Perhaps the most dramatic improvement in Britain’s way of life in the 20th century was the change in the place of women in the nation’s working life. The foundations for this change, which only reached a climax later in the century, were gradually laid in the decades before World War II.
Even before World War I, when hundreds of thousands of women took over the jobs of men fighting in the trenches, only to lose them within a year of the Armistice, there had been many signs that women would not be willing to remain so totally subservient to men, either in the workplace or in private life.
For women to gain their rightful place as fully equal partners in working life in Britain, two male-dominated organisations had to re-think their attitude to them: Parliament and the organised labour movement, as represented by the Trades Union Congress.
There were politicians and statesmen in Britain in the late victorian age who believed that women should be given the vote – after all, the former British colony of New Zealand had become the world’s first sovereign state to give women the vote in 1893 – but there were few of them.
The women’s suffragist movement began in order to get women the vote, which was to be a first step to improving the appalling sweated labour conditions under which so many women worked. When the much more militant suffragettes of the Woman’s Social and Political Union got into their stride, they lost sight of the reason for wnating the vote for women, and getting the vote became an end in itself. It has been said that their often violent militancy actually put back for years the chances of women being given the vote.
The Women’s Social and political Union was founded in 1903 by Mrs Emmeline Pankhurst, a long-time member, with her husband, Richard, of the Independent Labour Party. At first, the main aim of her organization was to recruit working-class women into the struggle for the vote, because she thought that having the vote would help improve their often appallingly poverty-stricken lives. Before long, however, she and her daughters, Christabel and Sylvia, were all active – often violently so – in the women’s suffrage movement for its own sake and lost sight of their original motivation. Their activities led to their arrest and imprisonment many times.
By the time of her death in 1928, Mrs Pankhurst had turned her energies to the Conservative Party, and was adopted as one of their candidates in London’s East End. Only her daughter Sylvia remained active in Labour politics.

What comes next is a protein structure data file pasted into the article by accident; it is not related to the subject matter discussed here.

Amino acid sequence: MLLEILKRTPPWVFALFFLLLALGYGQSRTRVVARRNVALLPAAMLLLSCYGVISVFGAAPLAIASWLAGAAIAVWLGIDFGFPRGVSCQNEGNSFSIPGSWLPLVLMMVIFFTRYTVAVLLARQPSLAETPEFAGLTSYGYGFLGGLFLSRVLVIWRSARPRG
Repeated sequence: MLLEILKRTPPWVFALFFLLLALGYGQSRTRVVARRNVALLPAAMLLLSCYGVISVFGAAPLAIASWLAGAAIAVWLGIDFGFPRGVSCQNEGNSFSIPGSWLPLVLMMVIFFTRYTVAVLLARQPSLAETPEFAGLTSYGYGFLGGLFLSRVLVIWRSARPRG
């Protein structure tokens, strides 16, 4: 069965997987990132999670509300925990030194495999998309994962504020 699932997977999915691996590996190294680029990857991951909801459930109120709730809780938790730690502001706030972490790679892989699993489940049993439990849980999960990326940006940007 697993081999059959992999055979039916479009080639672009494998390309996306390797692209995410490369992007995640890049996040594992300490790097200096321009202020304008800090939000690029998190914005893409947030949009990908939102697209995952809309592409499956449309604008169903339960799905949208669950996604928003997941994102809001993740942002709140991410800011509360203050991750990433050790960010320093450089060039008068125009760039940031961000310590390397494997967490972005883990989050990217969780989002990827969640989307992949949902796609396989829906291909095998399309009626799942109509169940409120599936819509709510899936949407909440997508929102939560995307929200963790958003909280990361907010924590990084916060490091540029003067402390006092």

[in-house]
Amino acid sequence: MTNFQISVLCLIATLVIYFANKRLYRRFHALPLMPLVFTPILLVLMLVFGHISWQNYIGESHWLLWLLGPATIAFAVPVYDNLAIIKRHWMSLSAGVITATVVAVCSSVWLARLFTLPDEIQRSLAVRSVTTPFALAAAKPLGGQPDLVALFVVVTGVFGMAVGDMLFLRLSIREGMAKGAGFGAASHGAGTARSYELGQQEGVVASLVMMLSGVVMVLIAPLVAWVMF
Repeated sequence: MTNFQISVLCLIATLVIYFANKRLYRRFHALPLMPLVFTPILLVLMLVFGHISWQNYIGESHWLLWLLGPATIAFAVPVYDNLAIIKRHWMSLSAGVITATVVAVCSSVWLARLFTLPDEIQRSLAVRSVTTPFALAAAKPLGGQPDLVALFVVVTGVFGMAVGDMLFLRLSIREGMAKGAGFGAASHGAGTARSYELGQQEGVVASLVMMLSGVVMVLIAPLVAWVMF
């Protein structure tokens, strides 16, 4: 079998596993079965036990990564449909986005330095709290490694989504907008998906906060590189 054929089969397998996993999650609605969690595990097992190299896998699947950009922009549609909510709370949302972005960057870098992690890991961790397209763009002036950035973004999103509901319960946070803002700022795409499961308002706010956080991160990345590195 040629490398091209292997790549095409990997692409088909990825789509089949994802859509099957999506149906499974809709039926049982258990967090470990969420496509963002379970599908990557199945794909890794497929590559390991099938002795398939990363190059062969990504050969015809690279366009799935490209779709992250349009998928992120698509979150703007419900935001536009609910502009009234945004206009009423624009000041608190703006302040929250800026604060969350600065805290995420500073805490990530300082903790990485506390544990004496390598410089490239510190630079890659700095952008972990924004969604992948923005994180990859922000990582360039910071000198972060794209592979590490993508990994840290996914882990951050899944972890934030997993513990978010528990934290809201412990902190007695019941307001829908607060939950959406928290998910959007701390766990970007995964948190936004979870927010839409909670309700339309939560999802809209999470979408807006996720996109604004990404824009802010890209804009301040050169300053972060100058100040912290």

When women over 30 were given the right to vote in general elections in 1918 – women over 21 had to wait until 1928, the year of the ‘Flapper’ vote – it was much in recognition of the essential role women had played in the workforce during World War I as for the activities of the suffragettes.
The first women’s trade unions were formed in the later years of the 19th century. In 1874, Emma Paterson, a bookbinder, organised a general union for women which she and another woman represented at the Trades Union Congress in 1875. Her union, called the Woman’s Trade Union League from 1891, was influental enough to cause several other women’s trade unions to be formed in England and Scotland before the turn of the century.
Emma Paterson and her successors had an uphill battle to get the TUC to do more than pay lip service to the value and importance of women’s trade unions to the labour movement. Women had long had their own trade societies and associations, covering trades such as tailoring and textile manufacturing, which could be said to be women’s work. Many men, however, were actively hostile to the idea of women coming in to what were traditionally seen as men’s trades; they thought that the presence of women could mean that wages would be reduced and the emphasis on skills diminished. In 1916, despite the gravity of the war situation and the importance of the docks to the nation’s survival, a scheme to allow women to work on the Liverpool docks had to bee abandoned because the men refused to work with them, even though they were to work in a separate section of the docks and they would be paid less.